Global shipments of smart connected devices — a product category that includes PCs, smartphones and tablets — will exceed 1.7 billion units by next year, according to a report issued recently by the International Data Corporation (IDC).  Roughly a billion of these devices will be delivered to retailers in the world’s emerging markets.

Brazil, Russia, India and China (BRIC) are expected to receive around 662 million smart connected devices in 2014 with a total shipment value of more than $206 billion.  Another 650 million units — with a shipment value worth around $204 billion — will go to the developed markets of the United States (US), the United Kingdom (UK) and Japan, according to the IDC report.

A shift in the market

The report indicates a shift in the worldwide market for computing devices as demand in emerging markets begins to exceed demand in developed economies.

The trend is likely to become more and more pronounced over the next four years as the IDC expects emerging markets to register a compounded annual growth rate of 17 percent between 2012 and 2017.  At the same time, the research group forecasts a more modest seven percent growth for developed markets.

The overall growth in the demand for smart connected devices will be mainly driven by the increasing demand for smartphones both in emerging and developed markets, according to the IDC.  Smartphone manufacturers are expected to account for some 1.4 billion units of the 1.7 billion devices to be shipped next year.  The total value of smartphone shipments for 2014 is estimated at around $500 billion.

The venerable PC will still command a piece of the market next year, of course, albeit with a smaller shipment volume of 300 million units.  The value of PC shipments in 2014 is forecast to reach $200 billion.

“It is evident that smartphones and tablets have successfully established a strong presence as the ‘second screen’, owing to the transformation in usage patterns, device affordability, and, most of all, the comfort of a mobile and digital lifestyle,” said Megha Saini, a research analyst at IDC. “Vendors and OEMs need to be aware of the different usage patterns so as to drive product innovation that suits the tangible needs of their digital consumers.”

A decrease in selling prices

The increase in smartphone and tablet shipments is accompanied by a corresponding decrease in average selling price.  The average price of tablets declined from $525 to $426 between 2011 and 2012, registering a 19 percent decline year-over-year.   The average selling price of smartphones meanwhile fell by 8.2 percent during the same timeframe, from $443 to $407 a unit.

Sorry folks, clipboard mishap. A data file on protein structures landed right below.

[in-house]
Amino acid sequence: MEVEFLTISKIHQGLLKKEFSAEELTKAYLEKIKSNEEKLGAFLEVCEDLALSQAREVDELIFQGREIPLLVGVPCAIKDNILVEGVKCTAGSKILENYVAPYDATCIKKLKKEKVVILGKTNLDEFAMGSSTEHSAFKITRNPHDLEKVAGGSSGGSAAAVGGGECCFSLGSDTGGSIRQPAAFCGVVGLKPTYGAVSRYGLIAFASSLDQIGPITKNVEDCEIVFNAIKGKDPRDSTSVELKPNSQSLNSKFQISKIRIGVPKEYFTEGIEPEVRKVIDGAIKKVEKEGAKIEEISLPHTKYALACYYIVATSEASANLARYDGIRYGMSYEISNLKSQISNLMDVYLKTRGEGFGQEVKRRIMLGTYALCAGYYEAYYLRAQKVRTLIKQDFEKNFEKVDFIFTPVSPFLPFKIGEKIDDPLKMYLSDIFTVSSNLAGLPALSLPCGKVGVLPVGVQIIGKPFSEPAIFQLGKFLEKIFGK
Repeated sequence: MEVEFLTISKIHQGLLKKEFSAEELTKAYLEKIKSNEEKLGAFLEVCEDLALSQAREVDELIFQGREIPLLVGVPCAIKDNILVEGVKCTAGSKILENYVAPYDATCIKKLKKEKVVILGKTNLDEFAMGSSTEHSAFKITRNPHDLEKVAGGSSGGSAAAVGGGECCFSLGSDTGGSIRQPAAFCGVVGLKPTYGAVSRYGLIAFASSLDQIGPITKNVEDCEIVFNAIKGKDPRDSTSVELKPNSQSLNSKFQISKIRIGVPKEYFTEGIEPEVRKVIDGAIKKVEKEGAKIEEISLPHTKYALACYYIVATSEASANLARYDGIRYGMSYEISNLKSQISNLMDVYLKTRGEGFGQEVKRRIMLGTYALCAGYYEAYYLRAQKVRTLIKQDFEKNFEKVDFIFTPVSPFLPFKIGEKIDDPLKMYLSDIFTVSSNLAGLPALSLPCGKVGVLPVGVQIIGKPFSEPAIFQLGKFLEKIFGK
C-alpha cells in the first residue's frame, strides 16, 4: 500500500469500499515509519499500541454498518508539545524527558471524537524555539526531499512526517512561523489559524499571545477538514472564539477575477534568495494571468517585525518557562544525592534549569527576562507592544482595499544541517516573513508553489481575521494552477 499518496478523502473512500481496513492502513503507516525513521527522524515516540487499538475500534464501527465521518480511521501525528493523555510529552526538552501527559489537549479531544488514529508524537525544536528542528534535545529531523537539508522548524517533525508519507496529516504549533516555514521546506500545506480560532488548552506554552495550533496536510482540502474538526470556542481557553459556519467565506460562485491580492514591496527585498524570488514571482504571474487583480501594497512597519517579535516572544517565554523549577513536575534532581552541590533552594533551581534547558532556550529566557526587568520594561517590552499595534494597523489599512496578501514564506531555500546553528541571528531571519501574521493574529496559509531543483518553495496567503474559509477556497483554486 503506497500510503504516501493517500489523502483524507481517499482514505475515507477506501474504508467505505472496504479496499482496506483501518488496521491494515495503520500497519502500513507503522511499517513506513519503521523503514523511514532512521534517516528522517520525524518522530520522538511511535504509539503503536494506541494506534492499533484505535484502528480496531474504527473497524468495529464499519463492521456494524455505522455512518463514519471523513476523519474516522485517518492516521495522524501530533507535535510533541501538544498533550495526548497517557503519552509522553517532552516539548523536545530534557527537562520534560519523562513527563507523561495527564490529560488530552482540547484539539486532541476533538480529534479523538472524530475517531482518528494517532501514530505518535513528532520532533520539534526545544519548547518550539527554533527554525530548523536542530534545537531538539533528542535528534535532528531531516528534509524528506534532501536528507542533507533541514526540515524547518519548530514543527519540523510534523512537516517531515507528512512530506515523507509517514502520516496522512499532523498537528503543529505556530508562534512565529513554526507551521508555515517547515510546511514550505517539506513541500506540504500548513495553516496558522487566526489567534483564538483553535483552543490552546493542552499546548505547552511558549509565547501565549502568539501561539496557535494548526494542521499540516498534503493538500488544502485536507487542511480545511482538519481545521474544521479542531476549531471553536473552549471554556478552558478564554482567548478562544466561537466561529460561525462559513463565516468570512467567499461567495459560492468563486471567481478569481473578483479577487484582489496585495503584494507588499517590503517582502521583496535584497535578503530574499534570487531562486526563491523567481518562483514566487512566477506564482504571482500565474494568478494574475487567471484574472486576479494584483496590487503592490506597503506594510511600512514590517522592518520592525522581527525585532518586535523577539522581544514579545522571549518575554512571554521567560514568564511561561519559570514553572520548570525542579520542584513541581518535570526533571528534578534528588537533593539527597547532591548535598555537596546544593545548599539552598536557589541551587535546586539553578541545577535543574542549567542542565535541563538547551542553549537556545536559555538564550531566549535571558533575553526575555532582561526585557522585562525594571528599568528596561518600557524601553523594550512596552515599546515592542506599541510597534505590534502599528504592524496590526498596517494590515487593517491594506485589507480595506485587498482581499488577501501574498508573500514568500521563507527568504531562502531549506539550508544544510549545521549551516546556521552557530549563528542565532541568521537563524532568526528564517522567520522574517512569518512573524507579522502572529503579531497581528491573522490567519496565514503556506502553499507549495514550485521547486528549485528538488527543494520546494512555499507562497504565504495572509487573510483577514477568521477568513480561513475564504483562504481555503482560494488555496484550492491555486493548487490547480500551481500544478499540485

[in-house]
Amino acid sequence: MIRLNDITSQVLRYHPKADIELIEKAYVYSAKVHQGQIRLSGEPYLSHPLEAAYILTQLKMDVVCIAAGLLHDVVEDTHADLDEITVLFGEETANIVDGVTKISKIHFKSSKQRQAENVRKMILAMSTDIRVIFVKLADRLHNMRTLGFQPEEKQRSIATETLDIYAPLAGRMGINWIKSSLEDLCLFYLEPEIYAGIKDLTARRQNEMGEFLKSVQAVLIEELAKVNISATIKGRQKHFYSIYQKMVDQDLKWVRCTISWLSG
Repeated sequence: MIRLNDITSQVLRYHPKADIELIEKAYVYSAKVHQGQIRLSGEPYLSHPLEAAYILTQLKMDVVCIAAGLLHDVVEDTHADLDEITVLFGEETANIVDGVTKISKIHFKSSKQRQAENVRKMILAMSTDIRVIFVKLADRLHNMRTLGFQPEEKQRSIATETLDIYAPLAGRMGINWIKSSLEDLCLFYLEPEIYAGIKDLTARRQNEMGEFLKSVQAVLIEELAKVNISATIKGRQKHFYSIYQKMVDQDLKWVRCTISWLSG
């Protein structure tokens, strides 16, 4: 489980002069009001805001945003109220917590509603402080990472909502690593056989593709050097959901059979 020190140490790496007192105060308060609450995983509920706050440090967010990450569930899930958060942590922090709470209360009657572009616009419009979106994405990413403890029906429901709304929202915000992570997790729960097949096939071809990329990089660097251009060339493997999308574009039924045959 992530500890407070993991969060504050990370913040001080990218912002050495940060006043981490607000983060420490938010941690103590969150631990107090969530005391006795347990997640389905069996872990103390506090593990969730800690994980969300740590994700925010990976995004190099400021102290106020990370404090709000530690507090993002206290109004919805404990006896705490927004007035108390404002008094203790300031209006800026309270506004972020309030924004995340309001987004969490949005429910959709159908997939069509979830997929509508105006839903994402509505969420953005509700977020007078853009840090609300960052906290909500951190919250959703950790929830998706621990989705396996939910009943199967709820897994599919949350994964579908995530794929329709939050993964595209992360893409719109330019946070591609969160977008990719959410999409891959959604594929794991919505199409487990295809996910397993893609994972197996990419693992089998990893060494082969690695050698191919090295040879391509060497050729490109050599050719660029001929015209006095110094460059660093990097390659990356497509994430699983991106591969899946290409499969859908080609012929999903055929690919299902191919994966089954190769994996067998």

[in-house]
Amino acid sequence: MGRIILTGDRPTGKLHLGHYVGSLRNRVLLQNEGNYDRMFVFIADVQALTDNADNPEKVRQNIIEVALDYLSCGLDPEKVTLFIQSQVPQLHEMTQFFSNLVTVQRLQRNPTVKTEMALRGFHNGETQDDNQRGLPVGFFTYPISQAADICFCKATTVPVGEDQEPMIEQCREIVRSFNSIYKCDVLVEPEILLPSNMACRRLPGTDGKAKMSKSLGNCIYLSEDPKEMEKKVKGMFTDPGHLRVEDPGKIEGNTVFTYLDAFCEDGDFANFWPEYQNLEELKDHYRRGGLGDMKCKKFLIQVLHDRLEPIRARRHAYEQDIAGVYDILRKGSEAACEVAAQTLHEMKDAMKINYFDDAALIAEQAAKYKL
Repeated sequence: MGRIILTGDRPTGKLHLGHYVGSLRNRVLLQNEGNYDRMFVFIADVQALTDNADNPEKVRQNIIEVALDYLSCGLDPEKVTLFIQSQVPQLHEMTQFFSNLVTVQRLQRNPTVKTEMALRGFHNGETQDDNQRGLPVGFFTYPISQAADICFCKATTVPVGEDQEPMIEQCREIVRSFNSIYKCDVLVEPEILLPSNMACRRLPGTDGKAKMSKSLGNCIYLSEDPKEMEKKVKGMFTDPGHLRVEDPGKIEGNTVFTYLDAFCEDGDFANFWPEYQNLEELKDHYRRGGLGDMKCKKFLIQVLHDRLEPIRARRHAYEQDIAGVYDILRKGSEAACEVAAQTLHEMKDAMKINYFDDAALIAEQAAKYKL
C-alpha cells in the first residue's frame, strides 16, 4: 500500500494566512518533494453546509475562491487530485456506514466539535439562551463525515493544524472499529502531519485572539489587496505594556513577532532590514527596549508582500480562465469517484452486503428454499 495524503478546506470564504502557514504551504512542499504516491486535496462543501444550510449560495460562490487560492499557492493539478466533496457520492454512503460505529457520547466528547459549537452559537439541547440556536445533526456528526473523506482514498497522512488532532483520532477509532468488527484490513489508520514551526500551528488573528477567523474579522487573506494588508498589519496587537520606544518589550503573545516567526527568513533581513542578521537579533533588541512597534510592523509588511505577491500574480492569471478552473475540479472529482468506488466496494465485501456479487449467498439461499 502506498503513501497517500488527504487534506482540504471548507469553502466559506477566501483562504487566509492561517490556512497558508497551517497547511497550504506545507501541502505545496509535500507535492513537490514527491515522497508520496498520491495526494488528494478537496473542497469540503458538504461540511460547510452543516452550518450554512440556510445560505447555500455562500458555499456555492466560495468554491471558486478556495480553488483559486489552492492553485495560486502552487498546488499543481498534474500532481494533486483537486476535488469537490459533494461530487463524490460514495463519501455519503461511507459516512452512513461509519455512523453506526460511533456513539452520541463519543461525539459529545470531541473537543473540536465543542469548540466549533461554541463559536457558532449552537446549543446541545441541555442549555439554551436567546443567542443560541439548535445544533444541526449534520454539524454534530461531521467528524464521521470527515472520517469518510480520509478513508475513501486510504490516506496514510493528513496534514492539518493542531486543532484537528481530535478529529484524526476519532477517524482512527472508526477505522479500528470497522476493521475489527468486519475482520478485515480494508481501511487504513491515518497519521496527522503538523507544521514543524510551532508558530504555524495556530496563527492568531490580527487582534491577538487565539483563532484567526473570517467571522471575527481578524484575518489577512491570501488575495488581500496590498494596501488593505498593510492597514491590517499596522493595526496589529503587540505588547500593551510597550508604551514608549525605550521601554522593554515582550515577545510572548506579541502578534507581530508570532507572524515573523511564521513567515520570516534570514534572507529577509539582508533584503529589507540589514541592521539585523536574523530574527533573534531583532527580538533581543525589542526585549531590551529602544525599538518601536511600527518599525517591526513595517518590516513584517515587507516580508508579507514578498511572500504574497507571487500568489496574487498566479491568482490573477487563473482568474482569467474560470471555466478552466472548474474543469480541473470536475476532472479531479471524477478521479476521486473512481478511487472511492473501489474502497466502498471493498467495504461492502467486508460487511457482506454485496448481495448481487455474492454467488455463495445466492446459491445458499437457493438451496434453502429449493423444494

The decrease in prices is most prominent in emerging markets, where IDC expects low-priced smartphones and tablets to encourage huge shipments in 2014 and beyond.  Smartphones and tablets will continue to generate higher average selling prices in developed markets.

A race to the bottom

“Smartphone prices are now less prohibitive to first-time buyers in emerging markets,” said Bob O’ Donnell, IDC vice president for clients and displays. “Although the double-digit growth of smartphones and tablets in emerging countries is a mouth-watering prospect, the low selling price also means that vendors will face huge struggles to meet the demand profitably. Given the competitive price points  for cheaper smartphones and tablets, this price war is a race to the bottom and it’s not at all clear that this low-end market offers sustainable profits for smartphone and tablet vendors,” O’Donnell added.

The IDC believes increased consumer interest in various applications are another factor contributing to the growth in the demand for smart connected devices in emerging markets.

Millions of consumers throughout the developing world use their devices for gaming, mobile messaging, VOIP services, social networking and social commerce.

Governments  in countries like India, Thailand, Turkey and the United Arab Emirates have likewise begun education programs that use connected devices, greatly increasing the market prospects of low-cost tablets among students.

About Henry Conrad

Henry Conrad is a 29-year-old game developer from Albuquerque, New Mexico. Aside from gaming and being a tech junky, he also dabbles in creative writing, which allows him to create great storylines and backgrounds for his characters.